December has proven itself to be a month of many things - gingerbread houses, the first snowfall, jam-packed mall parking lots. And regardless of the holiday you and your family celebrate, there is often the urge to reflect, be grateful, and give back. It’s the latter of these that makes this time of year the busiest for non-profits across the country.  About 34 percent of all charitable giving is done in the last three months of the year. Of those donations, about 18 percent are given in December alone. This spike pushes nonprofits to find effective ways to appeal to their donors, and many prioritize the three game-time strategies listed below.

1. Understanding the motivations of the giver

When impact brands can be mindful of what encourages donors to open their wallets, they can optimize the success of their approach. Simplistically speaking, individuals have been considered to give for three reasons - to act on their empathy during the holidays, to give the gift of a donation in someone’s honor, and to enjoy the side benefit of making a tax-deductible contribution. The best way for nonprofits to know they are addressing all of these factors is through reaching out. Obvious? Yes. But also imperative. The public’s sense of generosity at the end of the year is more than just a trend; it’s a fundraising force that’s up for the taking.

2. Leveraging the past year’s successes

The catch is that the majority of these donors are not incredibly proactive in seeking out nonprofits; they have to be approached. In 2012, the Washington Post stated that Americans spend more time
watching TV in a day than they do researching effective charities in an entire year. We can’t expect the public, then, to sift through countless Google hits to find the organization that best aligns with their values while responsibly using their money. Nonprofits have to do that work for them, rigorously pitching their mission and their impact as something worthy of investment. One of the easiest ways for organizations to do so is through reflecting on their accomplishments from the past year. This recap not only establishes to the public that the nonprofit is making tangible change, but also builds up momentum heading into January. Donors want to feel like they are a part of something bigger - something that’s gaining speed.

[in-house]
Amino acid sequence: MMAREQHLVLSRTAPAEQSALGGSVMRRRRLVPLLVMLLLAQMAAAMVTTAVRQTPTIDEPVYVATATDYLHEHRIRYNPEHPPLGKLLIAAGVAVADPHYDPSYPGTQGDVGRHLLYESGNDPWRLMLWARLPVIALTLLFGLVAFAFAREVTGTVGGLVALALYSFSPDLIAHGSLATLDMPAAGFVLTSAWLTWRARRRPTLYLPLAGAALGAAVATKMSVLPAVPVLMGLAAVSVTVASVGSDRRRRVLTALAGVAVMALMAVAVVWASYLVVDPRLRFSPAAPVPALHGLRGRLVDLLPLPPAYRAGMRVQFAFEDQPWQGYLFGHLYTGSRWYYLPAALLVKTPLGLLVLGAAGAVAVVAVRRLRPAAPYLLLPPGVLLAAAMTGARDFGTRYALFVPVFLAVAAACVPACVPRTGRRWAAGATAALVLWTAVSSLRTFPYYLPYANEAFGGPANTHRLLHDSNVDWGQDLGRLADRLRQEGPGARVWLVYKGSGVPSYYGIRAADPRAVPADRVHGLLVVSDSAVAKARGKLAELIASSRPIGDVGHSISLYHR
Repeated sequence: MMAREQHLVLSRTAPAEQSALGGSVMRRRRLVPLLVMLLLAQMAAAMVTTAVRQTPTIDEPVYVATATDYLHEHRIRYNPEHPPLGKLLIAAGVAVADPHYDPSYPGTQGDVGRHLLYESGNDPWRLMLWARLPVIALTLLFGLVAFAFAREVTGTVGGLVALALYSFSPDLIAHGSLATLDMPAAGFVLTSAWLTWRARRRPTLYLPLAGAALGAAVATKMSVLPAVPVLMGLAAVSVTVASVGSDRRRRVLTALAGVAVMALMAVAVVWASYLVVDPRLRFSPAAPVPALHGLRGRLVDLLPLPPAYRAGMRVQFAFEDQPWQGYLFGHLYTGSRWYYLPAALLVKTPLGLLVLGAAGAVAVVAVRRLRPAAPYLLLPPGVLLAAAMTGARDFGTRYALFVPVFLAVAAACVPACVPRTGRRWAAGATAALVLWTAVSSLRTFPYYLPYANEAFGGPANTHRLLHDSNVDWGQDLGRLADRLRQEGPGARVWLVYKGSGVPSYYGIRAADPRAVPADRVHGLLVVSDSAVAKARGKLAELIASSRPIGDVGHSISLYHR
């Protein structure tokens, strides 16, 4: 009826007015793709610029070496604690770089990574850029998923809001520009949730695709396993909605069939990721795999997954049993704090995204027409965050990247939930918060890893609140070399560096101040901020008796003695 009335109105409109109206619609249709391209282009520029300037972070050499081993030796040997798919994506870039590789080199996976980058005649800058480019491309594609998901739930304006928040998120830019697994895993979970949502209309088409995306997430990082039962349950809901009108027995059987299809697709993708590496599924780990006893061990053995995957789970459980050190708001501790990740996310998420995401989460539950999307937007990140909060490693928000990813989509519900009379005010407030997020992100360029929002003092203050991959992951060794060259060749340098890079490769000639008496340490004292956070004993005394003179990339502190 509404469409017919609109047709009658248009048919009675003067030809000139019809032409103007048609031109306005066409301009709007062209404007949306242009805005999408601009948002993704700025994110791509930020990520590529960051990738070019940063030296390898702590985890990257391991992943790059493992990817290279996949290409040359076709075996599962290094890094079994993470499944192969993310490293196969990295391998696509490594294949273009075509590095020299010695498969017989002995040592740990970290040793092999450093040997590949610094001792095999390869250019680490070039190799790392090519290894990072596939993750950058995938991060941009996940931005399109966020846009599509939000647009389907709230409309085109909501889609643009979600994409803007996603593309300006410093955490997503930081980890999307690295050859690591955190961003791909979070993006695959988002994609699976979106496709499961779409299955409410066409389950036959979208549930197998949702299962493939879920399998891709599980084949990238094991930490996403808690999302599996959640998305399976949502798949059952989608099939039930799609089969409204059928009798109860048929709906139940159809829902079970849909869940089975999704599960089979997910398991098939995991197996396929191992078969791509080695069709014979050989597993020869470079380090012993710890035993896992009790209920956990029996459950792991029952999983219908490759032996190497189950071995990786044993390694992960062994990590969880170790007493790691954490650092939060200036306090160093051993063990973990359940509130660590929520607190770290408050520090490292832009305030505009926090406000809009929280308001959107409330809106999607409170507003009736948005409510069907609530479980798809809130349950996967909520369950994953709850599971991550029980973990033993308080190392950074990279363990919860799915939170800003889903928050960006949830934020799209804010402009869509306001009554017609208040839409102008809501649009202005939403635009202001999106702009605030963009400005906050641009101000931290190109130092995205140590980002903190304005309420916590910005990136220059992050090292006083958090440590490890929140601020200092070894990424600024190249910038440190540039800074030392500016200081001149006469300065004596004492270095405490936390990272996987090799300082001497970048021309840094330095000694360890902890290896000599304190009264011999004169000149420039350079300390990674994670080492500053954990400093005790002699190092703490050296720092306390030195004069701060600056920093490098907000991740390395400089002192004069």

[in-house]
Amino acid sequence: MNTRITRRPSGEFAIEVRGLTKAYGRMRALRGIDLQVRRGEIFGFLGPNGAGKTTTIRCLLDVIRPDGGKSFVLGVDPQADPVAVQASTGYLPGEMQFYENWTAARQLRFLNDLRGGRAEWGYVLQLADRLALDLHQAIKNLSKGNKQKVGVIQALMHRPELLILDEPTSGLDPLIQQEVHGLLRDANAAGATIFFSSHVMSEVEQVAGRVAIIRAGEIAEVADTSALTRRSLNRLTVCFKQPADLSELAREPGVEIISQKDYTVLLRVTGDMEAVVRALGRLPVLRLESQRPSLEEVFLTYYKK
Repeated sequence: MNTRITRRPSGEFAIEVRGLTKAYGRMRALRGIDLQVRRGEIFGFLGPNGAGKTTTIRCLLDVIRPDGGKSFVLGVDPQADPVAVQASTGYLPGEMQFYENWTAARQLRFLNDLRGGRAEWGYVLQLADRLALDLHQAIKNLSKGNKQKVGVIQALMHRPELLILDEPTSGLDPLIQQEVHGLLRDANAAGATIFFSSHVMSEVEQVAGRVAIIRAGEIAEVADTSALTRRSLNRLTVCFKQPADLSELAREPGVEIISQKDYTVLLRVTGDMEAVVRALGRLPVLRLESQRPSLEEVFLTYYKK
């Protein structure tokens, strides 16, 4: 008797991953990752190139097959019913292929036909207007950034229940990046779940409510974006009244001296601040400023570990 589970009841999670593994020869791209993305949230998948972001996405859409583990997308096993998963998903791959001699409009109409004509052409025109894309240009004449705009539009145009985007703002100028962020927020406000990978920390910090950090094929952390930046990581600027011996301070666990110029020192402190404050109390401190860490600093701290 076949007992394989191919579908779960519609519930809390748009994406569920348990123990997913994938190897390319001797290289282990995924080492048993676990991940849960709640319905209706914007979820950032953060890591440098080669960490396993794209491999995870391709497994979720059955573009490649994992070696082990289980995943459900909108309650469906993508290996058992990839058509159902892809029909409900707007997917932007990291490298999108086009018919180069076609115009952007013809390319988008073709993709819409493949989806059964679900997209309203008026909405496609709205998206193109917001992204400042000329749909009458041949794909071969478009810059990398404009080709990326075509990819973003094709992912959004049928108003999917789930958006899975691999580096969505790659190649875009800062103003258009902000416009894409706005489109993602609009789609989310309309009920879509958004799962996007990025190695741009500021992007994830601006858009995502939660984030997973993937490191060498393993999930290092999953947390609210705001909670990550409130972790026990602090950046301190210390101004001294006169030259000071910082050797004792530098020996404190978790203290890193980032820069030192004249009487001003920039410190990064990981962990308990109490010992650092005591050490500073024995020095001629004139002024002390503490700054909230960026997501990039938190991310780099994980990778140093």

Consider this 2013 email from the Bowery Mission below. One of the frequent moves made by nonprofits is to send out a holiday card, reviewing the progress from previous contributions, that can then double as a reminder that it’s not too late to donate before the New Year. 


3. Appealing to the spirit of the holidays

As people fly across the country to spend time with their loved ones, they tend to think more about the lives they are able to live - and about all of those without such a luxury. Many nonprofits, like the Wounded Warrior Project pictured below, have found great success in positioning themselves as the ideal outlet for this strong emotion. The language that these organizations use and the narratives they provide directly appeal to the pathos of their recipients, describing the many ways in which one man’s holiday can be another man’s hardship.


Unlike the world’s biggest TV, or the world’s nicest piece of jewelry, there is a deeper meaning behind the gift of a donation. And gratitude, both on behalf of the prospective donors and on behalf of the nonprofits themselves, can go a long way in raising support for the greater social good.